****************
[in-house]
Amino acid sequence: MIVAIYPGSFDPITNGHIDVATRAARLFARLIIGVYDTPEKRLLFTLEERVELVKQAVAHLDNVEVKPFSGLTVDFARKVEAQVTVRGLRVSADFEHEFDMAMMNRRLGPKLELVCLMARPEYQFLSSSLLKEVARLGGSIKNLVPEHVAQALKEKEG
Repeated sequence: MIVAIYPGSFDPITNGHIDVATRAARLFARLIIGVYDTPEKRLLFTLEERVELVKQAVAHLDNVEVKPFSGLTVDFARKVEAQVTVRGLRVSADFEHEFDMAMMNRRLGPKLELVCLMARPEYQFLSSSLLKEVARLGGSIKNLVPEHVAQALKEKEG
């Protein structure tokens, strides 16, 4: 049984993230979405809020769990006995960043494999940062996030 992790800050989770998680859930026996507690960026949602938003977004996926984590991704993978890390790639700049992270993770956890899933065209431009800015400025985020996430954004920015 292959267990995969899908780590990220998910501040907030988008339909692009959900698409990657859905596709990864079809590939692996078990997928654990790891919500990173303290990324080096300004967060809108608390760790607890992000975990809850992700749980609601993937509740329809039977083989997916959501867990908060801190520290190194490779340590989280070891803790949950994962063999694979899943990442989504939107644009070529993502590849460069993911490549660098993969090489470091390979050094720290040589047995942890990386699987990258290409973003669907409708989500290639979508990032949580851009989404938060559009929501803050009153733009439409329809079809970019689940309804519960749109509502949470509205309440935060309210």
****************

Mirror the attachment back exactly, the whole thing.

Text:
[in-house]
Amino acid sequence: MIVAIYPGSFDPITNGHIDVATRAARLFARLIIGVYDTPEKRLLFTLEERVELVKQAVAHLDNVEVKPFSGLTVDFARKVEAQVTVRGLRVSADFEHEFDMAMMNRRLGPKLELVCLMARPEYQFLSSSLLKEVARLGGSIKNLVPEHVAQALKEKEG
Repeated sequence: MIVAIYPGSFDPITNGHIDVATRAARLFARLIIGVYDTPEKRLLFTLEERVELVKQAVAHLDNVEVKPFSGLTVDFARKVEAQVTVRGLRVSADFEHEFDMAMMNRRLGPKLELVCLMARPEYQFLSSSLLKEVARLGGSIKNLVPEHVAQALKEKEG
């Protein structure tokens, strides 16, 4: 049984993230979405809020769990006995960043494999940062996030 992790800050989770998680859930026996507690960026949602938003977004996926984590991704993978890390790639700049992270993770956890899933065209431009800015400025985020996430954004920015 292959267990995969899908780590990220998910501040907030988008339909692009959900698409990657859905596709990864079809590939692996078990997928654990790891919500990173303290990324080096300004967060809108608390760790607890992000975990809850992700749980609601993937509740329809039977083989997916959501867990908060801190520290190194490779340590989280070891803790949950994962063999694979899943990442989504939107644009070529993502590849460069993911490549660098993969090489470091390979050094720290040589047995942890990386699987990258290409973003669907409708989500290639979508990032949580851009989404938060559009929501803050009153733009439409329809079809970019689940309804519960749109509502949470509205309440935060309210």